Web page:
A change of direction

I’m not really sure why, but most of the time I do my local circular walk, I do it anticlockwise. Tonight I turned right instead of left.

It never ceases to amaze me how different changing direction can make things look. This is why I am never bothered about having to do an out and back walk, the view is always different on the way back.

[Walking in “the golden hour” and a full moon can even improve HS2 boreholes!]

6 thoughts on “A change of direction

  1. Great post. Yes. I feel what you feel Euan. Your thoughts remind me of:

    “Henry David Thoreau, who walked more vigorously than me on the other side of the continent, wrote of the local, “An absolutely new prospect is a great happiness, and I can still get this any afternoon. Two or three hours’ walking will carry me to as strange a country as I expect ever to see. A single farmhouse which I had not seen before is sometimes as good as the dominions of the King of Dahomey. There is in fact a sort of harmony discoverable between the capabilities of the landscape within a circle of ten miles’ radius, or the limits of an afternoon walk, and the threescore years and ten of human life. It will never become quite familiar to you.”

    — Rebecca Solnit, Wanderlust


  2. I have a few local 5K routes I have designed, but doing them in reverse requires a concious mirror step that is often ignored. It can be done, most are out and back on the same route, but some can, and should, be reversed.

    On the other hand, doing my tai chi form in reverse, is going to take a lot of commitment and practice to reverse 47 forms, and probably to no martial advantage!


  3. Last week was rather a good one for regular but customarily unengaged enjoyers of The Obvious. Here are a couple of ‘what struck me me wases’

    On the turning right instead of left bit, I found a while ago that I couldn’t get on a pushbike the wrong way round – I mean in the old professor style of putting your left foot on the pedal and swinging over your right leg as you get going. Putting my right foot on the pedal and swinging my left leg over, I fell over, near enough, and realised that my balance was very bad. As I have 2 children with dyspraxia, which is a very variable complaint but one of whose fairly regular features is poor ability to transfer from left side of brain to right, I feel sure that I have passed my bicycle problem on. So the question to Mr Obvious is Did you feel uncomfortable turning right? And how ‘handed’ are you?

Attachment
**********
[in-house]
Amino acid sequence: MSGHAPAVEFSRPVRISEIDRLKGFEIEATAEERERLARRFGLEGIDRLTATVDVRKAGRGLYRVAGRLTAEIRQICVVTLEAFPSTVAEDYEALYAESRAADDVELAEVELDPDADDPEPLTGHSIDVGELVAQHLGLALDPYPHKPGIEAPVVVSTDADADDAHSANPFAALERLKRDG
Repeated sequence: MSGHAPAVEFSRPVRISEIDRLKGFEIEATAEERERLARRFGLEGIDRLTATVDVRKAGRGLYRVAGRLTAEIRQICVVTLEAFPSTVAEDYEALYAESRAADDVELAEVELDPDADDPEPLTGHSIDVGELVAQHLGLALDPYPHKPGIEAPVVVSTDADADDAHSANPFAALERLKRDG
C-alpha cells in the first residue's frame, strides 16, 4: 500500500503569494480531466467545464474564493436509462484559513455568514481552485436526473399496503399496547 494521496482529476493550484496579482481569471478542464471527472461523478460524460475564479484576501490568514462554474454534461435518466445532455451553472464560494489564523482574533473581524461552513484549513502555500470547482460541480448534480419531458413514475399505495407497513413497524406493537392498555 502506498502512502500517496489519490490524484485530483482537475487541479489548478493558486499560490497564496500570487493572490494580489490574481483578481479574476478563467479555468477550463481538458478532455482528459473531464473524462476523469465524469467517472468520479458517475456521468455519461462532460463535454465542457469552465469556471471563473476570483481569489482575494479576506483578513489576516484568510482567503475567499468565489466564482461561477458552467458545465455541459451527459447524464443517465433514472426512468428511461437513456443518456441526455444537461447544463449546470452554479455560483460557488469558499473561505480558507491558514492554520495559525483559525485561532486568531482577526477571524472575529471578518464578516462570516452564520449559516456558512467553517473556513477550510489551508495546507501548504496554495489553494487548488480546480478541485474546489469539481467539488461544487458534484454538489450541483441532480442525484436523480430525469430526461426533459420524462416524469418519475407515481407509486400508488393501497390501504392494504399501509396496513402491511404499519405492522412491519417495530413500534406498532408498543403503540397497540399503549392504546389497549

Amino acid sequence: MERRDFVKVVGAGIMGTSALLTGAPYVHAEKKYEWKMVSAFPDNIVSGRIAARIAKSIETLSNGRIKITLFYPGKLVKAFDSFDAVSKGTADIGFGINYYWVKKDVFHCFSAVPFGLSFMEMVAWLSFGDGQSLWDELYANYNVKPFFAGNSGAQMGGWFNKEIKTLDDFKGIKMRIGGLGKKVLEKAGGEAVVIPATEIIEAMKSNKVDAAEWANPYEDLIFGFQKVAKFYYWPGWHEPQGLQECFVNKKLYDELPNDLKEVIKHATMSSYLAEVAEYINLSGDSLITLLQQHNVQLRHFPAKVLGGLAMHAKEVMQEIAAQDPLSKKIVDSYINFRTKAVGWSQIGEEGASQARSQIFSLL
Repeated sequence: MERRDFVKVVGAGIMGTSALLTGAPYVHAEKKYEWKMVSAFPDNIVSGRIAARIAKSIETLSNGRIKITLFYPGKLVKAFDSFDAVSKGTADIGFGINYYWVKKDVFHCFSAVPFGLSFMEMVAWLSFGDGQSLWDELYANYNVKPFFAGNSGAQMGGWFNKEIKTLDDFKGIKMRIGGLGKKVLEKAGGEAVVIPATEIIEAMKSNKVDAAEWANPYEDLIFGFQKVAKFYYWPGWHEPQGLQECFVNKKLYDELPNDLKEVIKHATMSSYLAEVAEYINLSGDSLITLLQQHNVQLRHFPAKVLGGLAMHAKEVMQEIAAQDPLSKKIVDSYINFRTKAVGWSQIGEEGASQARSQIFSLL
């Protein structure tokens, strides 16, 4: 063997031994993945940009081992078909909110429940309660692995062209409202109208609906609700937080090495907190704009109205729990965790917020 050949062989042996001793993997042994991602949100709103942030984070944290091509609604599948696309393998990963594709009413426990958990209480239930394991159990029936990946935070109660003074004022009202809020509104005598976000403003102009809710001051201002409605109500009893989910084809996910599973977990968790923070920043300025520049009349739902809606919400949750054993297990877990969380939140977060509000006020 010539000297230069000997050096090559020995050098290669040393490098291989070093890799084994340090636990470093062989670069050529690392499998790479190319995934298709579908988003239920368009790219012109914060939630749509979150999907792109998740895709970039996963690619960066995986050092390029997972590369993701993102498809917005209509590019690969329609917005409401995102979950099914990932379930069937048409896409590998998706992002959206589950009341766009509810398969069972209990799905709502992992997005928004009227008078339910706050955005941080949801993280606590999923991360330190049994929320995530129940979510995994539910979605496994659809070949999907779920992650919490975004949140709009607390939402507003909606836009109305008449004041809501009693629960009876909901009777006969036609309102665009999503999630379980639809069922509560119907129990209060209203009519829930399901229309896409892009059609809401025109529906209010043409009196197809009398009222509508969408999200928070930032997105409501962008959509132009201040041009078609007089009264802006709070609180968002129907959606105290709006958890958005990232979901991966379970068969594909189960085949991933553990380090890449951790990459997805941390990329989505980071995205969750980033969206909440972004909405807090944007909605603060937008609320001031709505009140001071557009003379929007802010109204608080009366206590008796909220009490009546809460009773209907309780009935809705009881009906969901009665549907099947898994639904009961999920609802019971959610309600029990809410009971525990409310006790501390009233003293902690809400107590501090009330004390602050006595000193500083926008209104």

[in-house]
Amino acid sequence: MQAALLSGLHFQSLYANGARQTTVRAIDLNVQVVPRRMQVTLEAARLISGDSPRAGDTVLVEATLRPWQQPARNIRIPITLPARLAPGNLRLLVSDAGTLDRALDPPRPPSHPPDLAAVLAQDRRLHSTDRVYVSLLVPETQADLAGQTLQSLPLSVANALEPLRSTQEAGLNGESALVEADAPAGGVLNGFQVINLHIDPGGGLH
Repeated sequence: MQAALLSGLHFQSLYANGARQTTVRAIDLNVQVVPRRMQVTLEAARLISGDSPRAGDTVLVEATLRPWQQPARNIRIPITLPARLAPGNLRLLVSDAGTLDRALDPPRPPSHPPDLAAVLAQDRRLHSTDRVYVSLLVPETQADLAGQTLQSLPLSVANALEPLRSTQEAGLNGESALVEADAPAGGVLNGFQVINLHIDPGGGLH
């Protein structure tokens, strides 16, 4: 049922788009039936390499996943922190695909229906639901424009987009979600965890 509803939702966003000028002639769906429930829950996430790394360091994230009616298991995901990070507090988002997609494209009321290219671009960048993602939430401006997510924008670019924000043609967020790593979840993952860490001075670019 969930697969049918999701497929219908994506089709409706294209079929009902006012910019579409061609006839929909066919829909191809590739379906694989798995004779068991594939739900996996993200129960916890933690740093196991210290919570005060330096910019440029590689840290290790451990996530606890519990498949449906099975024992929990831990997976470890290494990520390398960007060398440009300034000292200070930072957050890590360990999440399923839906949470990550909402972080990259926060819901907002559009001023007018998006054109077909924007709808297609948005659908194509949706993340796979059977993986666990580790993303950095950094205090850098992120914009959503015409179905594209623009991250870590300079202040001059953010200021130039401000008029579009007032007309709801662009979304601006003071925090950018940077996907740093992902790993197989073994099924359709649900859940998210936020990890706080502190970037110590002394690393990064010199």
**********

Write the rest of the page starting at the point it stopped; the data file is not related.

Second comes the observation that the commentary on idling is remarkably free of references, it’s really pretty unpopulated. I suggest 1 you read Kim, or get it on Audible for your walks. Focus on the lama. But don’t ignore Kim’s working towards things – the red bull, the great game…and how he brings to bear all he sees. Then 2 read A Guide for the Perplexed, the short work that Schumacher thought his best and delivered to his daughter 5 days before he died. It has 2 absorbable points for Obviuos purposes. . One is his experience of being taught at Columbia by a man whose map simply did not correspond to the terrain Schumacher knew, which set him on a path of being interested in people who he observed had had the same experience and set out to make their own maps. A rum list, to my mind, but interesting. Two is his commentary on Beethoven’s 5th Symphony: it isn’t a vaccuum, you have to bring something to it. He felt what he was bringing was inadequate, and set about working out how to remedy that. As in French ‘assister à’: you bring something…And then 3, apply your mind to the framework for living offered by Goethe in Faust – ‘Wer immer strebend sich bemüht, den können wir erlösen’, say the angels in the prologue in heaven. At the end, Faust has shrivelled physically but he is still striving – he has to – on a land reclamation scheme, when Goethe has to cheat in order to bring the work an end. Goethe really is one of the very few at the very top tip of the iceberg of humans. 4 Then read the Book of Job. Then please write us another Obvious entry about idling.


    1. All of my posts are short on references. Unsubstantiated opinion at its best. Your comment on the other hand is so replete with references that, despite reading it three times, I have no idea what your point is?

      I am right handed btw.


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